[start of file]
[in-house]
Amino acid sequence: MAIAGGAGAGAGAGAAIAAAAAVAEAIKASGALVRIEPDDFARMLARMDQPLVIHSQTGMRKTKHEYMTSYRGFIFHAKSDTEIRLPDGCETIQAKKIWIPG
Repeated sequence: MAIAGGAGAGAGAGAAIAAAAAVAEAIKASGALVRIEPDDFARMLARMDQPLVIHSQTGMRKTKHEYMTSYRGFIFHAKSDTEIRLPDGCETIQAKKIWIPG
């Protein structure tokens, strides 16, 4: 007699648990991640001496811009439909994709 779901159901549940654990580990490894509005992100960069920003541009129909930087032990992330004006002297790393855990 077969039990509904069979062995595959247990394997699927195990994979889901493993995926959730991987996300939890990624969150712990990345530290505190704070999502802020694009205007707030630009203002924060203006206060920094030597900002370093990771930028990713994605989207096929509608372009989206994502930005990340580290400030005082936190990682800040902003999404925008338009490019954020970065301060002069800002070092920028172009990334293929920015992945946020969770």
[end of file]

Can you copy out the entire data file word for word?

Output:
[in-house]
Amino acid sequence: MAIAGGAGAGAGAGAAIAAAAAVAEAIKASGALVRIEPDDFARMLARMDQPLVIHSQTGMRKTKHEYMTSYRGFIFHAKSDTEIRLPDGCETIQAKKIWIPG
Repeated sequence: MAIAGGAGAGAGAGAAIAAAAAVAEAIKASGALVRIEPDDFARMLARMDQPLVIHSQTGMRKTKHEYMTSYRGFIFHAKSDTEIRLPDGCETIQAKKIWIPG
């Protein structure tokens, strides 16, 4: 007699648990991640001496811009439909994709 779901159901549940654990580990490894509005992100960069920003541009129909930087032990992330004006002297790393855990 077969039990509904069979062995595959247990394997699927195990994979889901493993995926959730991987996300939890990624969150712990990345530290505190704070999502802020694009205007707030630009203002924060203006206060920094030597900002370093990771930028990713994605989207096929509608372009989206994502930005990340580290400030005082936190990682800040902003999404925008338009490019954020970065301060002069800002070092920028172009990334293929920015992945946020969770």